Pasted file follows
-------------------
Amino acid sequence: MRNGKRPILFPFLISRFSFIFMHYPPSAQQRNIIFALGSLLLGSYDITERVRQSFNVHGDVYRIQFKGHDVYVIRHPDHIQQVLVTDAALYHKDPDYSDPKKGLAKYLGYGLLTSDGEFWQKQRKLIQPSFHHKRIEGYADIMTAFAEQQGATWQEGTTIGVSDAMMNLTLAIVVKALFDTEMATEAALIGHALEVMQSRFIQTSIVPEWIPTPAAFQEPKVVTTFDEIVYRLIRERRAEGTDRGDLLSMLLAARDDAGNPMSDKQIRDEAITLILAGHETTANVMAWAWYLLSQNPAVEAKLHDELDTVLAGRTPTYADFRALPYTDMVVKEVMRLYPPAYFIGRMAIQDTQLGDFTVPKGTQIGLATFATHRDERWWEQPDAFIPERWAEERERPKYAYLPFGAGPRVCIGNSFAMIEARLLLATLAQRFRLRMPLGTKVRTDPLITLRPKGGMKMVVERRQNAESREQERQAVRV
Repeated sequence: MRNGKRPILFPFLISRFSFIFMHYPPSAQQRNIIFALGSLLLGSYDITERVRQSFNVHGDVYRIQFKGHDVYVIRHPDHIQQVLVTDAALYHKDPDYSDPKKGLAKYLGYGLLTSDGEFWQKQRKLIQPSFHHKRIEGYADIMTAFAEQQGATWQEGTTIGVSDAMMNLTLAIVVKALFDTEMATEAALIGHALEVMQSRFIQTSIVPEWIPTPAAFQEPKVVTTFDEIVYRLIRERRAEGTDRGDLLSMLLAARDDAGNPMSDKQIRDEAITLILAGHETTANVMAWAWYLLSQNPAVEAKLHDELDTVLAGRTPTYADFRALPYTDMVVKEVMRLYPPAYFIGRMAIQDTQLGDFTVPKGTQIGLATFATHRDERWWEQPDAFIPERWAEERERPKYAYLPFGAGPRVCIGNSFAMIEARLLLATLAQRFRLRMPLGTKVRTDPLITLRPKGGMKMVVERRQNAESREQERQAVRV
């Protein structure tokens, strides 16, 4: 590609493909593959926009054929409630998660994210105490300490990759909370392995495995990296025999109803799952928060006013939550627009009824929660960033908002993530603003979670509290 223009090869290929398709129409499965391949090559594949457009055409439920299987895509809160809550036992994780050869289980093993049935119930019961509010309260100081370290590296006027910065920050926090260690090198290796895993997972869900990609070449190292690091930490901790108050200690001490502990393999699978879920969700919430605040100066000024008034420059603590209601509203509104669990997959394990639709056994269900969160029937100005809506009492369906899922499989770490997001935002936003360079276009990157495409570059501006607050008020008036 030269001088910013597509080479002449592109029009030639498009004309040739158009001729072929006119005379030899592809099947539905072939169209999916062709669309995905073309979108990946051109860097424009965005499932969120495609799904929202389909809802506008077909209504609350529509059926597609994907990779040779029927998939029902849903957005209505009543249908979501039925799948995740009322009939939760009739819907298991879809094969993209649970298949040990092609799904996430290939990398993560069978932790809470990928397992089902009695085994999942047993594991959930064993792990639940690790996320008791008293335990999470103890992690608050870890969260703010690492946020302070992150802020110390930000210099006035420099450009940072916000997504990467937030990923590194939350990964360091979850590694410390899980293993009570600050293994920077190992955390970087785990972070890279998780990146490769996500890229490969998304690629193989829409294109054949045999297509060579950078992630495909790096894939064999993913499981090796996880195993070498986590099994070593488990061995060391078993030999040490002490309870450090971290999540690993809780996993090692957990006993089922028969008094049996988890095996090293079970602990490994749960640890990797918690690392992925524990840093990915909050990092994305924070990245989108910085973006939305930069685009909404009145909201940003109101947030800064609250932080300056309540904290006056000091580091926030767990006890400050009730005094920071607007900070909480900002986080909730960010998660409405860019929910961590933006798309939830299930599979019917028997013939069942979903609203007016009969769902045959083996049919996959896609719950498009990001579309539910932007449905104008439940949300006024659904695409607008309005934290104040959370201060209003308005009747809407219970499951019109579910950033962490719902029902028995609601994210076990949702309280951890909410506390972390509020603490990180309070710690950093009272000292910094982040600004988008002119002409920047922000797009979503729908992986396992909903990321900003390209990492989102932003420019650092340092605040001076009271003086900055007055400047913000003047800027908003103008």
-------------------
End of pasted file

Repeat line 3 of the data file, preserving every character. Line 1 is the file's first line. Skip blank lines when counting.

């Protein structure tokens, strides 16, 4: 590609493909593959926009054929409630998660994210105490300490990759909370392995495995990296025999109803799952928060006013939550627009009824929660960033908002993530603003979670509290 223009090869290929398709129409499965391949090559594949457009055409439920299987895509809160809550036992994780050869289980093993049935119930019961509010309260100081370290590296006027910065920050926090260690090198290796895993997972869900990609070449190292690091930490901790108050200690001490502990393999699978879920969700919430605040100066000024008034420059603590209601509203509104669990997959394990639709056994269900969160029937100005809506009492369906899922499989770490997001935002936003360079276009990157495409570059501006607050008020008036 030269001088910013597509080479002449592109029009030639498009004309040739158009001729072929006119005379030899592809099947539905072939169209999916062709669309995905073309979108990946051109860097424009965005499932969120495609799904929202389909809802506008077909209504609350529509059926597609994907990779040779029927998939029902849903957005209505009543249908979501039925799948995740009322009939939760009739819907298991879809094969993209649970298949040990092609799904996430290939990398993560069978932790809470990928397992089902009695085994999942047993594991959930064993792990639940690790996320008791008293335990999470103890992690608050870890969260703010690492946020302070992150802020110390930000210099006035420099450009940072916000997504990467937030990923590194939350990964360091979850590694410390899980293993009570600050293994920077190992955390970087785990972070890279998780990146490769996500890229490969998304690629193989829409294109054949045999297509060579950078992630495909790096894939064999993913499981090796996880195993070498986590099994070593488990061995060391078993030999040490002490309870450090971290999540690993809780996993090692957990006993089922028969008094049996988890095996090293079970602990490994749960640890990797918690690392992925524990840093990915909050990092994305924070990245989108910085973006939305930069685009909404009145909201940003109101947030800064609250932080300056309540904290006056000091580091926030767990006890400050009730005094920071607007900070909480900002986080909730960010998660409405860019929910961590933006798309939830299930599979019917028997013939069942979903609203007016009969769902045959083996049919996959896609719950498009990001579309539910932007449905104008439940949300006024659904695409607008309005934290104040959370201060209003308005009747809407219970499951019109579910950033962490719902029902028995609601994210076990949702309280951890909410506390972390509020603490990180309070710690950093009272000292910094982040600004988008002119002409920047922000797009979503729908992986396992909903990321900003390209990492989102932003420019650092340092605040001076009271003086900055007055400047913000003047800027908003103008």